How teen girls are changing the game with Google Play

DECCAN CHRONICLE.
Published Jun 13, 2018, 1:49 pm IST
Updated Jun 13, 2018, 2:34 pm IST
Google Play’s Change the Game program is on a mission to empower the next generation of game makers.
Google says that only 23 percent of the women make up the game industry workforce.
 Google says that only 23 percent of the women make up the game industry workforce.

While half of the mobile game players are women, they make up only 23 percent of the game industry workforce. Google Play’s Change the Game program is on a mission to close this gap and empower the next generation of game makers. Thousands of these future game makers showcased their creativity and imagination by submitting ideas for Google Play’s first ever Change The Game Design Challenge—a call for teens to design a game they’d like to play—in partnership with Girls Make Games and ESA Foundation.

Game ideas ranged from restoring and rebuilding abandoned planets to making your own symphony, but Google had to narrow it down to five finalists and one grand prize winner. At Google’s Change the Game celebration of women in gaming, they announced their grand prize winner: Christine, an 11th grader from Vancouver, Washington who will receive a USD 10,000 college scholarship and a USD 15,000 technology contribution to her school. All five finalists will share their game design at E3, tour the Google Los Angeles office, and receive a scholarship to Girls Make Games Summer Camp, as well as a Galaxy Tab S3.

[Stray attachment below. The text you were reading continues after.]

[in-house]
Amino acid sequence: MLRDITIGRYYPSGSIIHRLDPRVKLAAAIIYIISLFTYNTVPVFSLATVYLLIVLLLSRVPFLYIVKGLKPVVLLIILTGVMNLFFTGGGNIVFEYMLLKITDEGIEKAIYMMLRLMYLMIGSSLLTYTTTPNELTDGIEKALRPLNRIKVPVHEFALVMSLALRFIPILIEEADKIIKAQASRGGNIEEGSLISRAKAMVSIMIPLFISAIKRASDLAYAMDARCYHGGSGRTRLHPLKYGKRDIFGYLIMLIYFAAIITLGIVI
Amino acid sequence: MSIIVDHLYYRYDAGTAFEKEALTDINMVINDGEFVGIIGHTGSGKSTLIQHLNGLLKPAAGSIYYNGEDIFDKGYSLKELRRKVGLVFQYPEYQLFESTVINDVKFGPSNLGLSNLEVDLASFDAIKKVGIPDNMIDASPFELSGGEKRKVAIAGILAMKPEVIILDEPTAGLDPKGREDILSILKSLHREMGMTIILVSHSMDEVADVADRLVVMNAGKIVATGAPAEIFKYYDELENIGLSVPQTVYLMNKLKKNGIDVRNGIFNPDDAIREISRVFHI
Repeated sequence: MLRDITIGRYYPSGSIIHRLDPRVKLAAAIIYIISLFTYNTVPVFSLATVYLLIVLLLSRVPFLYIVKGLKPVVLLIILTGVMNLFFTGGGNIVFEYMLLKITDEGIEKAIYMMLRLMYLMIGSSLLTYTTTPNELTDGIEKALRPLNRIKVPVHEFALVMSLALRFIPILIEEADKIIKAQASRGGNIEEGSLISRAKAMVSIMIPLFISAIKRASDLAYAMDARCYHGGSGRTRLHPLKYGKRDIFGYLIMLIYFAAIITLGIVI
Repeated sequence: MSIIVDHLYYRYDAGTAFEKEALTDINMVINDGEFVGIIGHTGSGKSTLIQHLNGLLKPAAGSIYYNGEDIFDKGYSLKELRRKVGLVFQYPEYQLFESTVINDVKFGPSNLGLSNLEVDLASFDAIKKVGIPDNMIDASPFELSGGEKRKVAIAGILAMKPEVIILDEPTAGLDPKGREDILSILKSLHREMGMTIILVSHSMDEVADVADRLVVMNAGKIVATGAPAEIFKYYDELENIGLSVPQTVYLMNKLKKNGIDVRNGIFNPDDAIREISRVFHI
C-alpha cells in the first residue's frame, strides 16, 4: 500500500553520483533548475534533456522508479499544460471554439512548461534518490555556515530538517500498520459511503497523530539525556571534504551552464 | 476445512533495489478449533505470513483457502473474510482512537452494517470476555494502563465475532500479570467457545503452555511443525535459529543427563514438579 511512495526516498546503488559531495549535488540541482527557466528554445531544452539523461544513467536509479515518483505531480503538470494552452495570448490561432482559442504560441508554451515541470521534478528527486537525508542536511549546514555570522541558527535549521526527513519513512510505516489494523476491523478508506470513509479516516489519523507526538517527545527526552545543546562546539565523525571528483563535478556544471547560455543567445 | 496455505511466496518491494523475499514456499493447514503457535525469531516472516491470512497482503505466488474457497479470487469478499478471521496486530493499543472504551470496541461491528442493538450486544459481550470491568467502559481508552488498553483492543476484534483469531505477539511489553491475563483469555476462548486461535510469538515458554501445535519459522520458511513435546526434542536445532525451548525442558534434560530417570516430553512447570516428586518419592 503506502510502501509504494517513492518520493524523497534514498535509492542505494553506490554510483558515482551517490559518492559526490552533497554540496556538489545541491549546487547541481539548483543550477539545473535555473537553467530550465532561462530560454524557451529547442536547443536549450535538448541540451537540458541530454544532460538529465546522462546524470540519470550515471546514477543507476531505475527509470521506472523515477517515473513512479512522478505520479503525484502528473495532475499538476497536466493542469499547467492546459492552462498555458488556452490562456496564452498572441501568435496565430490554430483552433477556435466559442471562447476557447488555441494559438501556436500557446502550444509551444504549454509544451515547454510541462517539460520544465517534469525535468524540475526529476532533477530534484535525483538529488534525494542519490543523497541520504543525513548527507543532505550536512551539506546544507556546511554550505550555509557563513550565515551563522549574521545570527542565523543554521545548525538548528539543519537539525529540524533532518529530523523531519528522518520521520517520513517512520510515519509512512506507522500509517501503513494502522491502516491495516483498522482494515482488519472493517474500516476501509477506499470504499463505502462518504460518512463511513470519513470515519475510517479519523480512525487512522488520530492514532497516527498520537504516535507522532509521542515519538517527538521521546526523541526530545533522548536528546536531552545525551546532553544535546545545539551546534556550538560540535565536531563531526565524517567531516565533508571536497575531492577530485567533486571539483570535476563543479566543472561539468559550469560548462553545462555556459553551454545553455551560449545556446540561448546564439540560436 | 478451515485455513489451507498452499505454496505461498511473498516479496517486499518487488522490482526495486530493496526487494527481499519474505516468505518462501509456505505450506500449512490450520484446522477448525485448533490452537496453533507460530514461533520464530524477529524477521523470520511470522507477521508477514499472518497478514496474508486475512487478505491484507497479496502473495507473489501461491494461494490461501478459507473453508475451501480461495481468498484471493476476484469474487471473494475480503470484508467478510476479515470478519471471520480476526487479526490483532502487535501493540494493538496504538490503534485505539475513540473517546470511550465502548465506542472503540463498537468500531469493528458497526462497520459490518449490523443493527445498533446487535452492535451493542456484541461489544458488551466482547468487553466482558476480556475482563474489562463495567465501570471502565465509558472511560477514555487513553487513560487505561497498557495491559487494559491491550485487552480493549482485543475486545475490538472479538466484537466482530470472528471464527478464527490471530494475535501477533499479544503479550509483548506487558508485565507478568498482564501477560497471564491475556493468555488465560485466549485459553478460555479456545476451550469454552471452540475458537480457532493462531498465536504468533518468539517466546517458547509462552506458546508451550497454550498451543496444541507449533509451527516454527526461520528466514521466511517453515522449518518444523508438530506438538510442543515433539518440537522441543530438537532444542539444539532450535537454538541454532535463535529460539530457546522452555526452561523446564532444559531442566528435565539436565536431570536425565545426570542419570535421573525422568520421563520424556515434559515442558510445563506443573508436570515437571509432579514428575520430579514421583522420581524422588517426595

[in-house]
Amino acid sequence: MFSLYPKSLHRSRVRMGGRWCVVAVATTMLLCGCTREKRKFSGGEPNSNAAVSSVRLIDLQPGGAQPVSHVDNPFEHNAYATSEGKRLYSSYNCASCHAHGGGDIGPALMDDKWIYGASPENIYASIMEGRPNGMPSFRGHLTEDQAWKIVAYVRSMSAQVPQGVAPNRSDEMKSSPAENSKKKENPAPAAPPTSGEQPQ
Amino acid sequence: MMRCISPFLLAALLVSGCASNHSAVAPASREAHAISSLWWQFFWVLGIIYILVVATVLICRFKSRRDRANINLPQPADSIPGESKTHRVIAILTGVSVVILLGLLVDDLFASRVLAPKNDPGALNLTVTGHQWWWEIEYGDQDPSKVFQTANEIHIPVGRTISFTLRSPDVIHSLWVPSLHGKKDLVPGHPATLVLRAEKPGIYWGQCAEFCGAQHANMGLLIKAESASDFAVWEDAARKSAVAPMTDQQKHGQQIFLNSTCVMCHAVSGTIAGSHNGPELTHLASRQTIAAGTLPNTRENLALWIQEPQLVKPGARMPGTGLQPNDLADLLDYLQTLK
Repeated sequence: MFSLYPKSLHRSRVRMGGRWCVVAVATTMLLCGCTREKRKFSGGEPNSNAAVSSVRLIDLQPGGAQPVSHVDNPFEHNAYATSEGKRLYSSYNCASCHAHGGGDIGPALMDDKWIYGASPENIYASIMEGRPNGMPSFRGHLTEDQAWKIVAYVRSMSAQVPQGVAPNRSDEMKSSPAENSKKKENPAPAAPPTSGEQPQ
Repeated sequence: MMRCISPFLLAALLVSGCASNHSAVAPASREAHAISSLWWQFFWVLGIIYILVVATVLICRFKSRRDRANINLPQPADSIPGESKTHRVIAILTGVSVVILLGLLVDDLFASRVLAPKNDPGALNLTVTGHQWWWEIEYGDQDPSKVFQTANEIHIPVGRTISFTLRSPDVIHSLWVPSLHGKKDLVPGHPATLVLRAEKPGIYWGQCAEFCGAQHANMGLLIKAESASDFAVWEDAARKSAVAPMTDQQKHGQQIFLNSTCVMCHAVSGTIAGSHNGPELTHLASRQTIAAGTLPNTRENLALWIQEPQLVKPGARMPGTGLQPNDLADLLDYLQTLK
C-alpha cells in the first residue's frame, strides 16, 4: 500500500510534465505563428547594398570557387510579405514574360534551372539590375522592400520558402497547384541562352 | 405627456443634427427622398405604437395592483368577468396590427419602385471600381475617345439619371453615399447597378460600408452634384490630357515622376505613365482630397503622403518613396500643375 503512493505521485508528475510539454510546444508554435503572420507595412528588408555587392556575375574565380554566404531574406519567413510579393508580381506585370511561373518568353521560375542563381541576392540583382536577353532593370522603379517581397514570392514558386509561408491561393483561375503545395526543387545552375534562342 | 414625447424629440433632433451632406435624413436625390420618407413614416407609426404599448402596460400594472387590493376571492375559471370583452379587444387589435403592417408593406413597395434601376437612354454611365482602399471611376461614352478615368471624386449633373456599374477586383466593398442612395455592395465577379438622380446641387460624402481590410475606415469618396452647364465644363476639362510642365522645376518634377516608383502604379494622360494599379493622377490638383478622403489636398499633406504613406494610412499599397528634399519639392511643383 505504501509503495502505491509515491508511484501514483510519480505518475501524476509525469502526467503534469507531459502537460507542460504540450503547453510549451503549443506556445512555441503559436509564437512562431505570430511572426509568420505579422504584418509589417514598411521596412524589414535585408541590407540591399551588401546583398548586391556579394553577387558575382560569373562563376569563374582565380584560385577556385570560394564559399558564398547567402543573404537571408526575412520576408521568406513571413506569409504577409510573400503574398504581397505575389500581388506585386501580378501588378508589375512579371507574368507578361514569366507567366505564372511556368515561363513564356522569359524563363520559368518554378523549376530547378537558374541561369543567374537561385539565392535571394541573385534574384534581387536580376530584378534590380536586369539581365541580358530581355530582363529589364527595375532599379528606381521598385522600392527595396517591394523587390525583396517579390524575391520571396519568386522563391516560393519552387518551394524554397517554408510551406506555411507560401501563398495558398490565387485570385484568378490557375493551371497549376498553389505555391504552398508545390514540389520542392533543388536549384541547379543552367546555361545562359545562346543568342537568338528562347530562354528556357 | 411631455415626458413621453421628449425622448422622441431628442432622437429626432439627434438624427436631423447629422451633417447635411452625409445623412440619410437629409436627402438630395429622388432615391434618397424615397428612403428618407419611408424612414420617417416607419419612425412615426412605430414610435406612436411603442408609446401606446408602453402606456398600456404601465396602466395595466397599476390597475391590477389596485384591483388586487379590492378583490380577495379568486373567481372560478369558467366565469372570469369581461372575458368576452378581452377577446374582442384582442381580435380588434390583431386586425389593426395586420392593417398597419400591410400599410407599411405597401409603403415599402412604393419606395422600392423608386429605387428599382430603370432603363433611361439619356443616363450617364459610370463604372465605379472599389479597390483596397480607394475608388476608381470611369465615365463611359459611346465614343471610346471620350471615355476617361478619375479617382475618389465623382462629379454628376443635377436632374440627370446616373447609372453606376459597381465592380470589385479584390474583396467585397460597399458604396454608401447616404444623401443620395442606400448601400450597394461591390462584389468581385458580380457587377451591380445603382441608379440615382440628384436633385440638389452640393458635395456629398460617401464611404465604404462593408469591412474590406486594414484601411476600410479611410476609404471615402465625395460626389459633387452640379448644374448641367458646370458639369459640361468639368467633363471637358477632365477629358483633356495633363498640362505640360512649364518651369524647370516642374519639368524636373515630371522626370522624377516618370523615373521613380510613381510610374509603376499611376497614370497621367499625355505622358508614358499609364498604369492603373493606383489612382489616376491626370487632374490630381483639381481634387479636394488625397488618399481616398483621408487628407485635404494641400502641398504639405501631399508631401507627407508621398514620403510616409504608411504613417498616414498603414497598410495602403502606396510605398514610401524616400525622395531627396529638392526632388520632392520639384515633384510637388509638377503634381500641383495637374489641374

Fresh off the press is Google’s new research study that shows supporting female game makers is more important than ever. Here are a few key takeaways:

While teen girls and boys love to play mobile games, girls are significantly less likely to make games. Boys in their senior year are three times as likely as girls to be interested in game-making as a career even though girls play at nearly the same rate as boys. 

Google also found that game-making opportunities and understanding of the game-making process is low for teens. While 55 percent of teen girls who play say they’ve had an idea for a game, only 9 percent say they have made a game, or part of a game, before. This trend mirrors Google’s previous study that looked at how gender impacts the mobile gaming space. 

To help make these ideas a reality, Google Play will support all five finalists to develop and produce their game ideas into a real mobile game to be released in the Google Play Store. We’re inspired by these talented teens whose vision and passion for gaming will help make mobile gaming more inclusive, more diverse and more engaging for everyone.

The grand prize winner was Christine, an 11th grader from Vancouver, Washington. Her game is “Mazu,” a side-scrolling platform puzzle game in which a young shapeshifting girl named Mazu solves her way through a journey that takes her into a danger-infested forest filled with peckish predators, unfriendly terrain, and coin-hungry hunters.

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